World Economy

EU States Register Growth

EU States Register GrowthEU States Register Growth

A European Commission quarterly report shows that the economic situation in the EU has started gradually improving nearly two years ago, and most member states have recently registered positive GDP growth.

Long-term unemployment fell slightly by 0.2% between third quarter 2013 and third quarter 2014. Germany is among the bright spots in Europe, with an unemployment rate of 4.8% rivaling a US economy gaining traction since the end of the recession, NewEurope reported.

“This review reflects many encouraging signs in the labor market,” Commissioner for Employment, Social Affairs, Skills and Labor Mobility Marianne Thyssen said in a statement. “Two point seven million jobs were recovered over the past two years.”

  Oil Prices Rise

Hopes for steady recovery in the European economy helped lift oil prices nearly 2% in trading on April 13, with Brent trading at $58.84 per barrel. The price for West Texas Intermediate, the US benchmark, was up more than 2% to $52.79 per barrel. WTI is up more than 10% since the beginning of the month.

Oil prices have remained low since June 2014 as markets stay weighted heavily on the supply side because of the production boom in the United States and a weak global economy.

In the US, the oil and gas sector is one of the hardest hit in terms of job losses. The number of rigs drilling for oil in the US fell by 42 last week to 760, the largest decline in a month, oil services firm Baker Hughes said in its survey on April 10.

Meanwhile, higher exports from Iraq, Libya, Saudi Arabia and Russia are adding to oil supply and reports of slower sales of West African cargoes are also emerging.

As Tehran faces a lifting of sanctions, this will start to open up Iran’s considerable hydrocarbon resource base to international investors and, over time, allow for a steady increase in exports of both oil and gas.

  Monetary Policy

The European Central Bank manages monetary policy for the EU and its effects are felt throughout the membership.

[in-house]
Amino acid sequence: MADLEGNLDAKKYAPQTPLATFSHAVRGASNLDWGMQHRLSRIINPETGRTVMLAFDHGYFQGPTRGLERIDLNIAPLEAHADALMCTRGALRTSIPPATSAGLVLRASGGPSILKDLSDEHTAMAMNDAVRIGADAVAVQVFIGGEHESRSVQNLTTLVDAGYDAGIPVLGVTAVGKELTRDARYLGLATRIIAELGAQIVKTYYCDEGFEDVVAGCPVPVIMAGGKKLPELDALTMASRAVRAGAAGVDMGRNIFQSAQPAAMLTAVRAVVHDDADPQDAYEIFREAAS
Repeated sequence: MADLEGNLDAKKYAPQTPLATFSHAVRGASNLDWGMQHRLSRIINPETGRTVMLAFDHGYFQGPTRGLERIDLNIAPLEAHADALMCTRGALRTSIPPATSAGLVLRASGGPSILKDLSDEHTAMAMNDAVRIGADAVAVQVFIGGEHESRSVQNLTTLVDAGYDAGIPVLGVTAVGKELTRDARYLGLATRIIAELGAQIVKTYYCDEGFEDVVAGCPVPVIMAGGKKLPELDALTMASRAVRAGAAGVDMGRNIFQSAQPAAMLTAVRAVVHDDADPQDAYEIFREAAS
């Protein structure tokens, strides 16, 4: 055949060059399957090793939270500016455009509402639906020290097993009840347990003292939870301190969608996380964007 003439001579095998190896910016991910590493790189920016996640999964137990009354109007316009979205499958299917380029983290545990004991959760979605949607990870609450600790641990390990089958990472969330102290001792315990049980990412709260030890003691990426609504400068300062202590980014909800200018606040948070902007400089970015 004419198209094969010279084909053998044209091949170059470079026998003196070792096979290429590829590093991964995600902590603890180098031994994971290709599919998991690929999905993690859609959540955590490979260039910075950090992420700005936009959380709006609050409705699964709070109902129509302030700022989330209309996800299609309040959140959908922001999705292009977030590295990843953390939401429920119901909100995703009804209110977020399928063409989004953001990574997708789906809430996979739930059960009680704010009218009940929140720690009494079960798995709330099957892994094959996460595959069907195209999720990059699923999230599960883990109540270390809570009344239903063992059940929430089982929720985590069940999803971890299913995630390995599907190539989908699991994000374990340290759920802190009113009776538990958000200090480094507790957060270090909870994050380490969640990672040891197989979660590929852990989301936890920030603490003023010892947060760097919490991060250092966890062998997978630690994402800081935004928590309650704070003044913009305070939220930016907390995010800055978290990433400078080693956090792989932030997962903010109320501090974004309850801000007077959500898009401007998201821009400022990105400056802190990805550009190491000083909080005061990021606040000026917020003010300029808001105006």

If the ECB wants to control inflation, it will raise interest rates. This may assist larger members, such as Germany and France, but it may totally disrupt the economies of countries such as Greece and Portugal, which have turned over their monetary policy to the ECB to be able to implement the euro.

In other words, monetary policy that may fit one country may not be good for another.

Greece joined the EU with a high debt-to-GDP level and major structural deficits in its economy. To implement the euro, it pledged to get these indicators under control.

In 2008, the country slipped into one of three subsequent recessions. The following two years, Greece’s debt-to-GDP ratio climbed to 127 percent and 146 percent. International creditors started to worry that the country would not be able to service its debt and the country’s bonds went into “junk bond” status.

On Jan. 25, parliamentary elections were held in Greece and the left-wing Syriza party gained power for the first time. This party and its appointed prime minister, Alexis Tsipras, have been adamant about their opposition to the bailout plan and the payback agreement that they feel was imposed upon Greece.

This opposition has further increased the concern that Greece is on the edge of financial bankruptcy and this has made international investors even more nervous. Greece’s prime minister and financial minister are currently in heated discussions with the Troika to come up with a solution.

Greece’s leaders are particularly unhappy with Germany, whose banks hold most of Greece’s debt. They accuse Germany of manipulating the ECB to pursue national interests at the expense of countries such as Greece. They also say that Germany is being self-righteous by insisting that Greece tighten its belt and control government spending.